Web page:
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jinuuchukuu

Someone HELP me please with "GLprint" from Tutorial #14

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It could be simple to use this routine
GLvoid glPrint(const char *fmt, ...)					//Custom GL "Print" Routine
{
	float		length=0;								// Used To Find The Length Of The Text
	char		text[256];								// Holds Our String
	va_list		ap;										// Pointer To List Of Arguments

	if (fmt == NULL)									// If There's No Text
		return;											// Do Nothing

	va_start(ap, fmt);									// Parses The String For Variables
	    vsprintf(text, fmt, ap);						// And Converts Symbols To Actual Numbers
	va_end(ap);											// Results Are Stored In Text

	for (unsigned int loop=0;loop<(strlen(text));loop++)	// Loop To Find Text Length
	{
		length+=gmf[text[loop]].gmfCellIncX;			// Increase Length By Each Characters Width
	}

	glTranslatef(-length/2,0.0f,0.0f);					// Center Our Text On The Screen

	glPushAttrib(GL_LIST_BIT);							// Pushes The Display List Bits
	glListBase(base);									// Sets The Base Character to 0
	glCallLists(strlen(text), GL_UNSIGNED_BYTE, text);	// Draws The Display List Text
	glPopAttrib();										// Pops The Display List Bits
}

if the conversion between char to const char was possible. Apparently, the compiler wont run "vsprintf" with this call : char string[26]; ... for (int i=0; i<26; i++){ ... GLprint (string); } Beside the same compiler accept running "vsprintf" calling it this way: ... GLprint (string); ... Can someone give a method to print only one character from a char type array ? Muchos gracias d' avance ! [Edited by - phantom on September 25, 2005 3:23:09 PM]

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Arrays are treat like pointers, 'string' would be the first element, and be a char*. 'string' would be any element, and be a char. So what you want to do is get a reference using '&', this will *magically change a char into a char*. Now your code (hope it works haven't tested it) should be more like this:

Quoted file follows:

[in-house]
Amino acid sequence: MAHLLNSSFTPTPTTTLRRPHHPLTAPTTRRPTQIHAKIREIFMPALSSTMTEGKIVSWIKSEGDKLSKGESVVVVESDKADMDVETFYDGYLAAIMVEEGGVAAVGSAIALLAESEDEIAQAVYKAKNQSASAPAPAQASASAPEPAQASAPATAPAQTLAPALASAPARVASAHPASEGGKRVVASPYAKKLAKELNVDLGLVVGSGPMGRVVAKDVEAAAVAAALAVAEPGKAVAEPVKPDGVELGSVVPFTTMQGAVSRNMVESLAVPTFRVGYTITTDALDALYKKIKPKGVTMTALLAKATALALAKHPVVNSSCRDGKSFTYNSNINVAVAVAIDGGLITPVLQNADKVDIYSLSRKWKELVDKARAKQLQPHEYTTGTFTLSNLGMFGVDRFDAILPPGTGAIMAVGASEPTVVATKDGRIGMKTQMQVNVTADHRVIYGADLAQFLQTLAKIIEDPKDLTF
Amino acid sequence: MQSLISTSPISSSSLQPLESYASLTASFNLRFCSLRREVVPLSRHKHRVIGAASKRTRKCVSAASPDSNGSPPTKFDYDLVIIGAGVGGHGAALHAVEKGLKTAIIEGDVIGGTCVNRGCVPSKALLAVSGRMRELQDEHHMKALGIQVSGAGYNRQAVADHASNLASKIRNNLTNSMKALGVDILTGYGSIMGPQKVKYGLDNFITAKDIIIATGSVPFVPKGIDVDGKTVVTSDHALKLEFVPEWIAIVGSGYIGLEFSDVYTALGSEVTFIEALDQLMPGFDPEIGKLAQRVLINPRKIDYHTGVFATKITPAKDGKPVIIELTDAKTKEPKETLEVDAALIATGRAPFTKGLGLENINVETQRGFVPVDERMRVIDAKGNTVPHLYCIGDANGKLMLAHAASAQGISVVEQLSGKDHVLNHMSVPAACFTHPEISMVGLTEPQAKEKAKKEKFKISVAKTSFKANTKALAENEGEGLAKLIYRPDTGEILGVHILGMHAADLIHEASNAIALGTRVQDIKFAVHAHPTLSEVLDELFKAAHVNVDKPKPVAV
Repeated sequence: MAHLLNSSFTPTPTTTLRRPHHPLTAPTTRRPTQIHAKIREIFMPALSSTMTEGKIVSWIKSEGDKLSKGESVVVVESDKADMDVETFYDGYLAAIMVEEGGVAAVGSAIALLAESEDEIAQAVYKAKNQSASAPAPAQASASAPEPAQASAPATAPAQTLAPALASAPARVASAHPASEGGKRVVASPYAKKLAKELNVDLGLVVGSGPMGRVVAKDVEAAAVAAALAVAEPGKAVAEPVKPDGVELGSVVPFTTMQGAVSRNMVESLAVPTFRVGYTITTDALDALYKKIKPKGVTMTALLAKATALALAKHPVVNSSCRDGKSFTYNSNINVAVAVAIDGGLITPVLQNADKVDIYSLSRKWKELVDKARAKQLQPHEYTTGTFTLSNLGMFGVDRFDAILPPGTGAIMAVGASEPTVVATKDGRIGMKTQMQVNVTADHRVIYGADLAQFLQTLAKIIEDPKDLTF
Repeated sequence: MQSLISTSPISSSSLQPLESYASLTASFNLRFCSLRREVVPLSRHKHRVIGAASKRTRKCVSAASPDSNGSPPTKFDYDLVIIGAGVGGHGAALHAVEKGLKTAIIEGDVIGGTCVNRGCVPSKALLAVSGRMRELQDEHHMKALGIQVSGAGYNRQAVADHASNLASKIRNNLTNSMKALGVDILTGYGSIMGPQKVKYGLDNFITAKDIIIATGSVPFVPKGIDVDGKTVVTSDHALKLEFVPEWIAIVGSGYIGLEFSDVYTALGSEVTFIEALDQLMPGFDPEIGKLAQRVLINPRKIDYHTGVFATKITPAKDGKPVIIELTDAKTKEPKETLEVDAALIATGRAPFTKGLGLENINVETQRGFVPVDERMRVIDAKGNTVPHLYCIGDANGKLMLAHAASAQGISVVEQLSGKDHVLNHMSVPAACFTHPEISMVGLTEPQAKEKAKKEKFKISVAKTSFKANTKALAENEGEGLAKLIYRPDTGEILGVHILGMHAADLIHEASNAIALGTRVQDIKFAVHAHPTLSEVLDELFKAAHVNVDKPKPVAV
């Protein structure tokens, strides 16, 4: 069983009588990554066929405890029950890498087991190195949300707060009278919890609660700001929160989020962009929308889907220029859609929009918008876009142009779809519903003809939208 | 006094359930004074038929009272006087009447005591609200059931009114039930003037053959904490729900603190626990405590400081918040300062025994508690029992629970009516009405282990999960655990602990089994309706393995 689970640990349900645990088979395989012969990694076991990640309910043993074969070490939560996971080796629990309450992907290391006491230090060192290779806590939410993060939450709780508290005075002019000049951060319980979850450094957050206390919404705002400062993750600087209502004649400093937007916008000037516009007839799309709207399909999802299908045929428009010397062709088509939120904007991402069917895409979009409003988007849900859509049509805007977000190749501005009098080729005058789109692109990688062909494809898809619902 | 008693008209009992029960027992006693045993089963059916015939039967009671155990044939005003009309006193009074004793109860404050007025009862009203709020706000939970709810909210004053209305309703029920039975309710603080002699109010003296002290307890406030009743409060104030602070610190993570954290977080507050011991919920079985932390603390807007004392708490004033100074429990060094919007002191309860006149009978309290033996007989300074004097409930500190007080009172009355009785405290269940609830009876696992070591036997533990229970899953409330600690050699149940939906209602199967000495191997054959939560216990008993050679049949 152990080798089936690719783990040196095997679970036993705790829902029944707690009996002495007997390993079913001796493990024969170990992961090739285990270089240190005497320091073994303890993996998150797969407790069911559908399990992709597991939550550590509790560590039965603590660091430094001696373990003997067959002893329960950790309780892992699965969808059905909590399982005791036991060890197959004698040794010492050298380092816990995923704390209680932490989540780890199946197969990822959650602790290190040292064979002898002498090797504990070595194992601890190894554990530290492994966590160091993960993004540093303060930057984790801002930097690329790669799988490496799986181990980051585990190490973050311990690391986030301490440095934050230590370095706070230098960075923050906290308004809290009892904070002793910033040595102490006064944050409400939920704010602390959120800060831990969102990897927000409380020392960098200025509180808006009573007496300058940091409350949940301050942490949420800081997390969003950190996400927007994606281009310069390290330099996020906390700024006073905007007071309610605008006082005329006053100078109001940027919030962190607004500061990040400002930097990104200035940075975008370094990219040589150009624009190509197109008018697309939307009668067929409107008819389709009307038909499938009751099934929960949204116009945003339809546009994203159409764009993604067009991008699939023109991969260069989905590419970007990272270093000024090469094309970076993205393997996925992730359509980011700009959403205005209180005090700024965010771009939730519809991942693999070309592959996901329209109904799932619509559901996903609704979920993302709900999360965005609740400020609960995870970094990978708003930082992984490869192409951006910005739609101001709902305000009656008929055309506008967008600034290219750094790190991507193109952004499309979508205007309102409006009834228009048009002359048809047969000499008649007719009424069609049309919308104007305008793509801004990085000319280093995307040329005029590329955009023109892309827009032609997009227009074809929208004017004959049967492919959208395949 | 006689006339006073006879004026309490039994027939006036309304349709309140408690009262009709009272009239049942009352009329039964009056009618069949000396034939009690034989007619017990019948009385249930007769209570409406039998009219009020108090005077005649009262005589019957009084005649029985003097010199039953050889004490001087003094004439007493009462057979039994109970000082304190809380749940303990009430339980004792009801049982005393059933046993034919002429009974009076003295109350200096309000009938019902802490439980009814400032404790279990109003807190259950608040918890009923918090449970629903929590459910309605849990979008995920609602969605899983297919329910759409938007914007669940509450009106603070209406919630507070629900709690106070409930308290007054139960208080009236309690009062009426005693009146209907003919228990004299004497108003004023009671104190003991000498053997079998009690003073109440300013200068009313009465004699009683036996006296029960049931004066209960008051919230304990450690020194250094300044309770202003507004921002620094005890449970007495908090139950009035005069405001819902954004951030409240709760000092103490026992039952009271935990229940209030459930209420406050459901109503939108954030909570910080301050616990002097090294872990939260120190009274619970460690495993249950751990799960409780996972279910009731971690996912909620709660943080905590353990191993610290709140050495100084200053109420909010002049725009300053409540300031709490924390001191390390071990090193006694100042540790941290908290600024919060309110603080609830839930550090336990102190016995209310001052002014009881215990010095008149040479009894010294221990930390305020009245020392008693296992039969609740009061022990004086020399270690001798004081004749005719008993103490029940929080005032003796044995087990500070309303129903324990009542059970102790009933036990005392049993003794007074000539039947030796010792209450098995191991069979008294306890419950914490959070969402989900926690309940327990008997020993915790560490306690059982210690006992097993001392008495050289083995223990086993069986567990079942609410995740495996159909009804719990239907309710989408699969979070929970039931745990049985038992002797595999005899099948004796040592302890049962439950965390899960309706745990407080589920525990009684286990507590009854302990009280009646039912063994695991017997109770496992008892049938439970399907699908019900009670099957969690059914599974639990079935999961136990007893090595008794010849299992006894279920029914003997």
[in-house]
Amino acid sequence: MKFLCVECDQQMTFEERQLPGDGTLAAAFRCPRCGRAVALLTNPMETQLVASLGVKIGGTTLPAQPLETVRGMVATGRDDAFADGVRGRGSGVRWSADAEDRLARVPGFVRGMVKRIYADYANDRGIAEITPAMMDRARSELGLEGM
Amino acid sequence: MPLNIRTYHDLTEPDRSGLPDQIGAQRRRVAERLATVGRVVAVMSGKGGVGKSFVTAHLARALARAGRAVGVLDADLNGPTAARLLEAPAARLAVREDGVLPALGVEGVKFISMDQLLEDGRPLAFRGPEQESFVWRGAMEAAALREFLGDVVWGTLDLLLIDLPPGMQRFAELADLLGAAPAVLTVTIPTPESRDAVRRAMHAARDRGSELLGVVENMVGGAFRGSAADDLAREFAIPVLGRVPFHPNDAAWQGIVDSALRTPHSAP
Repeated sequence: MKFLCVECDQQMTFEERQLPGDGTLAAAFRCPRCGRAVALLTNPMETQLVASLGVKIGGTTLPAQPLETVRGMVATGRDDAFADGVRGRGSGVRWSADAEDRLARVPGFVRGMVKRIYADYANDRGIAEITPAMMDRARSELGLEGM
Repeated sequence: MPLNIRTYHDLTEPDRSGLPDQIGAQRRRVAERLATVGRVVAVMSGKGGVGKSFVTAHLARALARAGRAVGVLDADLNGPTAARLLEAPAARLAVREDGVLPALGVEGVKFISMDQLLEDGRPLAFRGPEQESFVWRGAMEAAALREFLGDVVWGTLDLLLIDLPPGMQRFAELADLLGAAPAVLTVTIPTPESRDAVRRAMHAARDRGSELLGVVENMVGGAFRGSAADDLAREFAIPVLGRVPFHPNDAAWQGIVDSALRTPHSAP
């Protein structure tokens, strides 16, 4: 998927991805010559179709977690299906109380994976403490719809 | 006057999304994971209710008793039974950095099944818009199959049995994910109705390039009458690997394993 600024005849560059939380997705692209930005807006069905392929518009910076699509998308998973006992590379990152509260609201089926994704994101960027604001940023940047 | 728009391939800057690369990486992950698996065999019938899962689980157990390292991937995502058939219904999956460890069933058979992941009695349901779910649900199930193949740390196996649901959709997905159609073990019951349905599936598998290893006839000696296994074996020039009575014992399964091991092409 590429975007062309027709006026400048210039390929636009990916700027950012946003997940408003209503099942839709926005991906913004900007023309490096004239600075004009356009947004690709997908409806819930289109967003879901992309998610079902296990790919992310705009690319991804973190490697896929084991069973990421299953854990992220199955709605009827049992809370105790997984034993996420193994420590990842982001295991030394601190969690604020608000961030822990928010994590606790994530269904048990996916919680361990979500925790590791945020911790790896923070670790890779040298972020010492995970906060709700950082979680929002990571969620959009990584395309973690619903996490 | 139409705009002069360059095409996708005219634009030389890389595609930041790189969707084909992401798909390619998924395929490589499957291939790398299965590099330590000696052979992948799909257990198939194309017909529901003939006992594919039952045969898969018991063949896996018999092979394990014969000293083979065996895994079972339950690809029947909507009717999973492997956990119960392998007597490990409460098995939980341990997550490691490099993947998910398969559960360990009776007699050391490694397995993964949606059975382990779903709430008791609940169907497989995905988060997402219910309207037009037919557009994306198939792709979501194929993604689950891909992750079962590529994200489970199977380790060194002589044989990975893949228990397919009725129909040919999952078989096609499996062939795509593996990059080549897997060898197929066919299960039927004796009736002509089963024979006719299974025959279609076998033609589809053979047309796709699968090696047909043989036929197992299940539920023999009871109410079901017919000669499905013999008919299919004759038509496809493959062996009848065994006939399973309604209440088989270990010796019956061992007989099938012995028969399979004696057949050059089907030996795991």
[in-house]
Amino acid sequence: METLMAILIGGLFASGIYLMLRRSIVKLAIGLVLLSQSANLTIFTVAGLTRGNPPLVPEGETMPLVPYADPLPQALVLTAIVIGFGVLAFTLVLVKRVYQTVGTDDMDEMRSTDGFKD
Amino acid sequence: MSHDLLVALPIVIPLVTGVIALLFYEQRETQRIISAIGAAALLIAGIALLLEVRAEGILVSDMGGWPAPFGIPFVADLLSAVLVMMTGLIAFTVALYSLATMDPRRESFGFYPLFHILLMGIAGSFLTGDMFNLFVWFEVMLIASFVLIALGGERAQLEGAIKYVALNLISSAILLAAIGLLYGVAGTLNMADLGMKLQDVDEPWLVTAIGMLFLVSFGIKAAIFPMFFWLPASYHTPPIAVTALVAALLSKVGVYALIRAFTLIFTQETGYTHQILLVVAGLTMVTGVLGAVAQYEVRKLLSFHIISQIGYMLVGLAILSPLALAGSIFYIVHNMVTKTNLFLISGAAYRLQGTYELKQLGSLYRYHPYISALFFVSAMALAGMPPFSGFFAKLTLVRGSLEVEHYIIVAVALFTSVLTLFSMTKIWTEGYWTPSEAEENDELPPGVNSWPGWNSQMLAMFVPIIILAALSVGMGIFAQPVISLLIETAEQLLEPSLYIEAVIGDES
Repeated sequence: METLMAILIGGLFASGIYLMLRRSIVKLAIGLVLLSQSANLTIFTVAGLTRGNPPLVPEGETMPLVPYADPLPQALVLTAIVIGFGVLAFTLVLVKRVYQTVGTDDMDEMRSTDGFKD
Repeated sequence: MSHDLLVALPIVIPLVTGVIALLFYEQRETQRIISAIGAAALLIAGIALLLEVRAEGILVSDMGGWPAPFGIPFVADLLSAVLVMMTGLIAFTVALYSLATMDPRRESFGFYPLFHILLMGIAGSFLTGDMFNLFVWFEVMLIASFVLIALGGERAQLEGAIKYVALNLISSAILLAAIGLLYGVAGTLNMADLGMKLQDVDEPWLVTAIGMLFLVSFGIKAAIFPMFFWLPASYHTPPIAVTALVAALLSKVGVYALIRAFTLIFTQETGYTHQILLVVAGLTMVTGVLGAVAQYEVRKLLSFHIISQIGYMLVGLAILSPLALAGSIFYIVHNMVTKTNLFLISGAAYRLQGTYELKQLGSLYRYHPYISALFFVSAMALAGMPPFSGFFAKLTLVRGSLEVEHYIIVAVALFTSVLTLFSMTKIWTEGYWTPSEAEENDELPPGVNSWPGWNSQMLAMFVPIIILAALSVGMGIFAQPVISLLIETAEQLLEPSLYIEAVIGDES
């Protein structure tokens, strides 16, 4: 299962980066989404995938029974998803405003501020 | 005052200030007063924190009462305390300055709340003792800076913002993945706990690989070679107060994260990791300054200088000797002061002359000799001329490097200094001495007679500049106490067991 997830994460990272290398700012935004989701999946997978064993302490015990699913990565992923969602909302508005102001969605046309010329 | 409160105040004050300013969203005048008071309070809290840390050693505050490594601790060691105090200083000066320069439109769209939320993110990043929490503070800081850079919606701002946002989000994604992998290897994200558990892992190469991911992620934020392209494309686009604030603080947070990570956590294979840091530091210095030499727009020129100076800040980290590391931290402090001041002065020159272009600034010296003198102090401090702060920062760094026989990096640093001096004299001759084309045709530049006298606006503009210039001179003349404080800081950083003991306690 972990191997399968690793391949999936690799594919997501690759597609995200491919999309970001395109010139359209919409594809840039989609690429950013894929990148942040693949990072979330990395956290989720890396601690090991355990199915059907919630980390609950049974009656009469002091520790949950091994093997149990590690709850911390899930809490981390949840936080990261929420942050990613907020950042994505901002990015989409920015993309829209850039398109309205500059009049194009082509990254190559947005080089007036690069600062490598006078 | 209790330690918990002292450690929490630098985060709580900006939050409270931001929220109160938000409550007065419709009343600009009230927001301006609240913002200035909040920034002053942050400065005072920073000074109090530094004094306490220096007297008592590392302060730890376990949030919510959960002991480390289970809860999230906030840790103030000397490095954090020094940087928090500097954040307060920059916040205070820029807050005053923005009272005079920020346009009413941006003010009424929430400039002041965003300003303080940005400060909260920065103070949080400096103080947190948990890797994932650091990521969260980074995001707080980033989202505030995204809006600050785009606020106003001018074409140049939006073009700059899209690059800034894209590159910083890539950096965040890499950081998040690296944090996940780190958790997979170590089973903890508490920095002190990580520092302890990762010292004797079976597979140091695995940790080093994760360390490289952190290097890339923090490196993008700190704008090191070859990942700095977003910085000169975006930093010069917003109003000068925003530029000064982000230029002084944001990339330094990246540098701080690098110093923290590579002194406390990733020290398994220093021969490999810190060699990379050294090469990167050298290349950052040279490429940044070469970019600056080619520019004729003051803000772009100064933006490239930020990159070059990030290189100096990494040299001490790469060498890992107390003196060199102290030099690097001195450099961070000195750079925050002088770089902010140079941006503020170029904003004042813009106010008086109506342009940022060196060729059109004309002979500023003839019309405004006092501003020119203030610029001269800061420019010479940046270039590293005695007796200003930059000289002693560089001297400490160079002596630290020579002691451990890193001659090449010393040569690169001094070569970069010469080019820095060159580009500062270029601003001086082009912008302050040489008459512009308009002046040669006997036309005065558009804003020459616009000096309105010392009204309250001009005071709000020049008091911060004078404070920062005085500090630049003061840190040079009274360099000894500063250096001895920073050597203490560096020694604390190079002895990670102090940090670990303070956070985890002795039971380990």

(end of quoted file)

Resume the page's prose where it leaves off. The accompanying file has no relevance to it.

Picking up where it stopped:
for (int i=0; i<26; i++){
...
GLprint (&string);
}


That *should* work, but i've only been using pointers and references more recently in C++, so i'm unsure.

* - Not magically, it returns a reference to the variable, which would be its address in memory. It has more really fun uses aswell

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i wouldnt count on that working all the time, as a string must be null terminated, so unless your lucky enough to have a byte containing 0 show up in memory directly after the location of your character variable, what the program will see is a string containing all values from the character to the first occurance of the null character, which can produce some really weird results, crash your program, etc.

therefor, the only way to really print 1 character would be to change the function to expect 1 character, or make a string containg 2 characters, having the second always be 0 so you are sure only the 1 character you want will show up.

and for future reference, use [ source ] [ /source ] tags.

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Thats a good point actually...I forgot about NULL character termination. Perhaps just rewriting that glPrint function would be whats needed.

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Try this:

glPrint("%c",string);

The function is set up to take a printf-style format string and any number of parameters. If you want to print a single character, then you need to specify a format that expects a single character and the character to print.

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I really thank you all!
First thing i've done,after putting the "&string" and observing that my whole string where printed, I could'nt affort a NULL Terminated char each character,so I tried rewriting glPrint, and falled on many debug Fatal errors...
Fortunatly Dave Hunt! , you had the quickest solution.. I already tried glPrint(" with %i as the tutorial, %b(boolean) that does'nt works, %f with its unusefull %x.xf structure,%d that is quite right, but never thought 'bout %c, GREAT thing ! it worked !
Big Thanks to all !

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